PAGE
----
Black and Hispanic patients will less frequently than white patients start hemodialysis with an arteriovenous fistula (connecting an artery to a vein for vascular access), a procedure for initial blood flow access known to result in superior outcomes compared with either catheters or arteriovenous grafts, according to a report published online by JAMA Surgery.
End-stage kidney disease affected more than 593,000 people in the United States in 2010 and more than 383,000 of them were treated with hemodialysis, a process that replaces the blood filtering usually done by the kidneys, according to background in the information in the study.
Mahmoud B. Malas, M.D., M.H.S., of the Johns Hopkins Medical Institutions, Baltimore, and coauthors examined national trends in initial hemodialysis access with respect to race/ethnicity further divided by co-existing illnesses, nephrology care and medical insurance status.
Their study was a retrospective analysis of 396,075 patients with end-stage renal disease in the U.S. Renal Data System who started dialysis from 2006 through 2010. The main outcomes of the study were utilization rates of arteriovenous fistula (AVF), arteriovenous graft (AVG) and intravascular hemodialysis catheter (IHC). Most of the patients (55.4 percent) in the study were white, followed by 30.3 percent black patients and 14.3 percent Hispanic patients.
The authors found that more white patients initiated hemodialysis with an AVF than black or Hispanic patients (18.3 percent vs. 15.5 percent and 14.6 percent, respectively), although black and Hispanic patients tended to be younger and had less coronary artery disease, chronic obstructive pulmonary disease and cancer than white patients with an AVF. Regardless of medical insurance status, both black and Hispanic patients started hemodialysis with an AVF less frequently than white patients. AVF utilization at initial hemodialysis also was lower among black patients and Hispanic patients compared with white patients among patients who had nephrology care for longer than one year.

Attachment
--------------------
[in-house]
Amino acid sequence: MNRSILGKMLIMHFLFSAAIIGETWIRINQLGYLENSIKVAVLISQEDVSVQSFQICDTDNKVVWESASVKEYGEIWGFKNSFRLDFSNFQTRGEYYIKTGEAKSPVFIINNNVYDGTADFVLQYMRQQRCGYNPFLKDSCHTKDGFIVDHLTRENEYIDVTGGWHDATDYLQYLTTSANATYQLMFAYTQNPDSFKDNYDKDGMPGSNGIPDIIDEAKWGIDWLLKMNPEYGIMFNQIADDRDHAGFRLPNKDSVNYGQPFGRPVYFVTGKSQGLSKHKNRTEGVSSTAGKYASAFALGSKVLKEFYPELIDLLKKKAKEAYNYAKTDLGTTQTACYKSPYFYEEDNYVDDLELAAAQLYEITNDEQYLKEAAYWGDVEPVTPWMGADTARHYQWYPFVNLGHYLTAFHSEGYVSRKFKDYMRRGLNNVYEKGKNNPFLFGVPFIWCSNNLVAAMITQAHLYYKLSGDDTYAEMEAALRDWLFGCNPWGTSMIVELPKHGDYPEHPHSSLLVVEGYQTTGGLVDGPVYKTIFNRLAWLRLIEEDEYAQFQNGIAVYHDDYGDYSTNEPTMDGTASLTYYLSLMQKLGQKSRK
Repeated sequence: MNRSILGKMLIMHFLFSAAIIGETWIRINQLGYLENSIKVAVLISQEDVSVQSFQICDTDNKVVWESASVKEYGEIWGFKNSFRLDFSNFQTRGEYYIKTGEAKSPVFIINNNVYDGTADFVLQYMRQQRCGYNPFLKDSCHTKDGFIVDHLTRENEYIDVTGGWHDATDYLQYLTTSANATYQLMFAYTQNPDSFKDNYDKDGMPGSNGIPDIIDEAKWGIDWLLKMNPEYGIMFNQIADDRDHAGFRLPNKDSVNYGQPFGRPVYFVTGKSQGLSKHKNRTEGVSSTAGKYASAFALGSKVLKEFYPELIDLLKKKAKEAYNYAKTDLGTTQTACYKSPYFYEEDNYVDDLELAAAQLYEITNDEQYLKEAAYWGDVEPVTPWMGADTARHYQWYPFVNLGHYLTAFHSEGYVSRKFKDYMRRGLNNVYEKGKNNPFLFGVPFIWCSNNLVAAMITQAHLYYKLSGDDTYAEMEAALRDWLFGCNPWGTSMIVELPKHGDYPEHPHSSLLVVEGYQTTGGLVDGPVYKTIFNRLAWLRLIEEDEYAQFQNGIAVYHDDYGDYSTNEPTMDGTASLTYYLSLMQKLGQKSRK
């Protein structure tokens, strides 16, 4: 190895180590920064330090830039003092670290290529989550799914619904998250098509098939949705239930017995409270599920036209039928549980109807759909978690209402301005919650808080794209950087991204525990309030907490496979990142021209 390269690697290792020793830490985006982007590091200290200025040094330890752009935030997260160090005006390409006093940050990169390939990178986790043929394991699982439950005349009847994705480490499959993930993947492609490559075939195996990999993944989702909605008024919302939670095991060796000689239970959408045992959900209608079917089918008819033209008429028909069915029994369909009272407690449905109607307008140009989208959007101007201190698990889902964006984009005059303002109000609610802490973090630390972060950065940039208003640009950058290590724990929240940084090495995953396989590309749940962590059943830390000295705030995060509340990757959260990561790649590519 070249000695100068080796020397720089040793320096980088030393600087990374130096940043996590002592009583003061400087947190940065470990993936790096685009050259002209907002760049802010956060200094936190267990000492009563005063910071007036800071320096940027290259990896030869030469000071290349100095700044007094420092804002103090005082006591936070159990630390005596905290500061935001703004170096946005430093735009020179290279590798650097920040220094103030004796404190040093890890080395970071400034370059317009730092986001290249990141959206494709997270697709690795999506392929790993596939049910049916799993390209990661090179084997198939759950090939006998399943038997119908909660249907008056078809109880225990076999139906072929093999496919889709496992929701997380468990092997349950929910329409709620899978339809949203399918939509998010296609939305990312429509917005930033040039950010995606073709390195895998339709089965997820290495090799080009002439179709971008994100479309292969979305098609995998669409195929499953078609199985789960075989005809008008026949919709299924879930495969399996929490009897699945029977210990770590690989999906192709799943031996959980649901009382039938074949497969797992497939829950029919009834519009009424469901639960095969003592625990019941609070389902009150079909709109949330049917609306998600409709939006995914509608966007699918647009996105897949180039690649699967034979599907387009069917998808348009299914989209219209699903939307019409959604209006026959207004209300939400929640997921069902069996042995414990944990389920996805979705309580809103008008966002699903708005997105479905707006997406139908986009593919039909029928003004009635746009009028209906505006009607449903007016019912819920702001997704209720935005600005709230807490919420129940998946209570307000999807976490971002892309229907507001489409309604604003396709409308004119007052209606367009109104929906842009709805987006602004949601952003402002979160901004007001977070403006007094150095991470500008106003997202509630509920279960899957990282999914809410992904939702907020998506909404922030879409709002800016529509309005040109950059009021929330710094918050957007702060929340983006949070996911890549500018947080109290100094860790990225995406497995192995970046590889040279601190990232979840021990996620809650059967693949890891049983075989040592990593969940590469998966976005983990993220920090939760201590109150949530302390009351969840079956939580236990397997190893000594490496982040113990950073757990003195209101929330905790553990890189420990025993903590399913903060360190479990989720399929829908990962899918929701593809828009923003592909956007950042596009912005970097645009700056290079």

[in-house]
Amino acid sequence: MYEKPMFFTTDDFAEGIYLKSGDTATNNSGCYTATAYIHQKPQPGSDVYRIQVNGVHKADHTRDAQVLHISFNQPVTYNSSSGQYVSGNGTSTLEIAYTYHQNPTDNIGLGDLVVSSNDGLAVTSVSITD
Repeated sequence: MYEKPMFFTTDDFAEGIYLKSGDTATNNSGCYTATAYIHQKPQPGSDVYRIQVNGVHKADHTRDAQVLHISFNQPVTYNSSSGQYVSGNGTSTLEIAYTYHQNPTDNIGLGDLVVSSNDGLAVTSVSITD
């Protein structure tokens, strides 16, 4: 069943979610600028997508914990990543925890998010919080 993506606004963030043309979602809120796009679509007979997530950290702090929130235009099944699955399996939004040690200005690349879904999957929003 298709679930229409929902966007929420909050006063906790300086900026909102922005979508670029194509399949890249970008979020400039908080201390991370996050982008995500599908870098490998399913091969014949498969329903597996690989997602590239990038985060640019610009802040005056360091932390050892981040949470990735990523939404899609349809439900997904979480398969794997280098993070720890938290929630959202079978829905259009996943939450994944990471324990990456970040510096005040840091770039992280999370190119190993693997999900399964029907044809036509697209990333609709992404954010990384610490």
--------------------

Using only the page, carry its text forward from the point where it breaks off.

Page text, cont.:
The authors note it is possible black and Hispanic patients with chronic kidney disease may be progressing too quickly to end-stage renal disease to make AVFs a viable initial hemodialysis access option because AVFs generally take six to 12 weeks to mature and grow stronger.
"The racial/ethnic disparities in incident AVF access that we describe deserve elucidation. The high rates of catheter use despite national programs to reverse this trend is unacceptable. ... The sociocultural underpinnings of these disparities deserve investigation and redress to maximize the benefits of initiating hemodialysis via fistula in patients with ESRD [end-stage renal disease] irrespective of race/ethnicity," the study concludes.
Commentary: Focusing Quality Improvement Efforts for Hemodialysis Access
In a related commentary, Laura A. Peterson, M.D., M.S., and Matthew A. Corriere, M.D., M.S., of the Wake Forest School of Medicine, Winston-Salem, N.C., write: "Their analysis of the U.S. Renal Data System contributes useful insight into racial/ethnic differences in arteriovenous fistula (AVF) utilization, accounting for patient comorbidities, insurance status and health care provider specialty, but the overall rates of AVF use (or more appropriately the lack of AVF use) at first hemodialysis are perhaps the more important and concerning finding. Rates of AVF use at hemodialysis initiation were 18.3 percent, 15.5 percent and 14.6 percent among white, black and Hispanic patients, respectively. These results are especially sobering compared with the 2006 goals from the National Kidney Foundation, including prevalent functional AVF in more than 65 percent of patients and cuffed catheters in less than 10 percent. ... Given the mismatch between goals and current outcomes, the more appropriate quality improvement focus may be lowering the dismal overall catheter rates instead of a less than 5 percent difference in AVF rates between races/ethnicities."